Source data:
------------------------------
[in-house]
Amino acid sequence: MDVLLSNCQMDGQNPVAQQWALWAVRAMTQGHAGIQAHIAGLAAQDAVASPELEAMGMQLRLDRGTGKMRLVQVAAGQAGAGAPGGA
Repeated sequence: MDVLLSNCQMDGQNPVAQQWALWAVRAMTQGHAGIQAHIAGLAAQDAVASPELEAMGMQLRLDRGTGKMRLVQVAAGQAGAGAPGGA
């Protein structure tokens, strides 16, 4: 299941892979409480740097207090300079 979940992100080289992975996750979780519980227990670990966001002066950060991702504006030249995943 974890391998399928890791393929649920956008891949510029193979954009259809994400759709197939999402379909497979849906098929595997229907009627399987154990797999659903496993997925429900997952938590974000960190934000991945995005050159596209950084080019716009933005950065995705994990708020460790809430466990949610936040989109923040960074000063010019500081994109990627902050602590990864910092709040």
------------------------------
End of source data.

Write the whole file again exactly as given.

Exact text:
[in-house]
Amino acid sequence: MDVLLSNCQMDGQNPVAQQWALWAVRAMTQGHAGIQAHIAGLAAQDAVASPELEAMGMQLRLDRGTGKMRLVQVAAGQAGAGAPGGA
Repeated sequence: MDVLLSNCQMDGQNPVAQQWALWAVRAMTQGHAGIQAHIAGLAAQDAVASPELEAMGMQLRLDRGTGKMRLVQVAAGQAGAGAPGGA
């Protein structure tokens, strides 16, 4: 299941892979409480740097207090300079 979940992100080289992975996750979780519980227990670990966001002066950060991702504006030249995943 974890391998399928890791393929649920956008891949510029193979954009259809994400759709197939999402379909497979849906098929595997229907009627399987154990797999659903496993997925429900997952938590974000960190934000991945995005050159596209950084080019716009933005950065995705994990708020460790809430466990949610936040989109923040960074000063010019500081994109990627902050602590990864910092709040």